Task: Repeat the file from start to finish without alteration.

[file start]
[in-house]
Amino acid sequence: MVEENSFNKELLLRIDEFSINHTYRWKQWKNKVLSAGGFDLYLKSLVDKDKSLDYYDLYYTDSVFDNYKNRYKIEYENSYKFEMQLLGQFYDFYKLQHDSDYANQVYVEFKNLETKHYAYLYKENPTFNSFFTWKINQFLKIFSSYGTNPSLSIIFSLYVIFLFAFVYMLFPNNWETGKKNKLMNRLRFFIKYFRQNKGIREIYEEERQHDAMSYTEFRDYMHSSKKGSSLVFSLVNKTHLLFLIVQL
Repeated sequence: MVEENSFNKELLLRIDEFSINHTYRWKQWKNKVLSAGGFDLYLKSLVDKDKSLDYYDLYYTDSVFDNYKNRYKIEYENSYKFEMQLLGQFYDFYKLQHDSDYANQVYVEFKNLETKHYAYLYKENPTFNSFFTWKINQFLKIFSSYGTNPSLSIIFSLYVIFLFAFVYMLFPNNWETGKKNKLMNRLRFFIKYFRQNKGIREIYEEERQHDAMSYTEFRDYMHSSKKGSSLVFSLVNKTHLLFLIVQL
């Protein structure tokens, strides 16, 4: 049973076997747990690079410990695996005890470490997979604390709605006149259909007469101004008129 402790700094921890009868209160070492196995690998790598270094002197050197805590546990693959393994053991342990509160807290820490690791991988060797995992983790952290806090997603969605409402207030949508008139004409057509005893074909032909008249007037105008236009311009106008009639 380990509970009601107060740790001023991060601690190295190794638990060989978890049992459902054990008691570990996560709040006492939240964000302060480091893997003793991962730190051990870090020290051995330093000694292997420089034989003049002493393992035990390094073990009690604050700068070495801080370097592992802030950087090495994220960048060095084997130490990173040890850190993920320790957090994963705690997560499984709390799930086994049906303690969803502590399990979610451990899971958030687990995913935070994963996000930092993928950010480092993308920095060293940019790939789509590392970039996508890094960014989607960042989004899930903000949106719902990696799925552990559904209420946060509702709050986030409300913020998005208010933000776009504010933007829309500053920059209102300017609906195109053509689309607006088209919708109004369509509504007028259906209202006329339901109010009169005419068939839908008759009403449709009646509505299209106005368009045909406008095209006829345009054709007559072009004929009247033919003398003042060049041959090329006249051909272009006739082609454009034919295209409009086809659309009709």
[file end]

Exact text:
[in-house]
Amino acid sequence: MVEENSFNKELLLRIDEFSINHTYRWKQWKNKVLSAGGFDLYLKSLVDKDKSLDYYDLYYTDSVFDNYKNRYKIEYENSYKFEMQLLGQFYDFYKLQHDSDYANQVYVEFKNLETKHYAYLYKENPTFNSFFTWKINQFLKIFSSYGTNPSLSIIFSLYVIFLFAFVYMLFPNNWETGKKNKLMNRLRFFIKYFRQNKGIREIYEEERQHDAMSYTEFRDYMHSSKKGSSLVFSLVNKTHLLFLIVQL
Repeated sequence: MVEENSFNKELLLRIDEFSINHTYRWKQWKNKVLSAGGFDLYLKSLVDKDKSLDYYDLYYTDSVFDNYKNRYKIEYENSYKFEMQLLGQFYDFYKLQHDSDYANQVYVEFKNLETKHYAYLYKENPTFNSFFTWKINQFLKIFSSYGTNPSLSIIFSLYVIFLFAFVYMLFPNNWETGKKNKLMNRLRFFIKYFRQNKGIREIYEEERQHDAMSYTEFRDYMHSSKKGSSLVFSLVNKTHLLFLIVQL
């Protein structure tokens, strides 16, 4: 049973076997747990690079410990695996005890470490997979604390709605006149259909007469101004008129 402790700094921890009868209160070492196995690998790598270094002197050197805590546990693959393994053991342990509160807290820490690791991988060797995992983790952290806090997603969605409402207030949508008139004409057509005893074909032909008249007037105008236009311009106008009639 380990509970009601107060740790001023991060601690190295190794638990060989978890049992459902054990008691570990996560709040006492939240964000302060480091893997003793991962730190051990870090020290051995330093000694292997420089034989003049002493393992035990390094073990009690604050700068070495801080370097592992802030950087090495994220960048060095084997130490990173040890850190993920320790957090994963705690997560499984709390799930086994049906303690969803502590399990979610451990899971958030687990995913935070994963996000930092993928950010480092993308920095060293940019790939789509590392970039996508890094960014989607960042989004899930903000949106719902990696799925552990559904209420946060509702709050986030409300913020998005208010933000776009504010933007829309500053920059209102300017609906195109053509689309607006088209919708109004369509509504007028259906209202006329339901109010009169005419068939839908008759009403449709009646509505299209106005368009045909406008095209006829345009054709007559072009004929009247033919003398003042060049041959090329006249051909272009006739082609454009034919295209409009086809659309009709």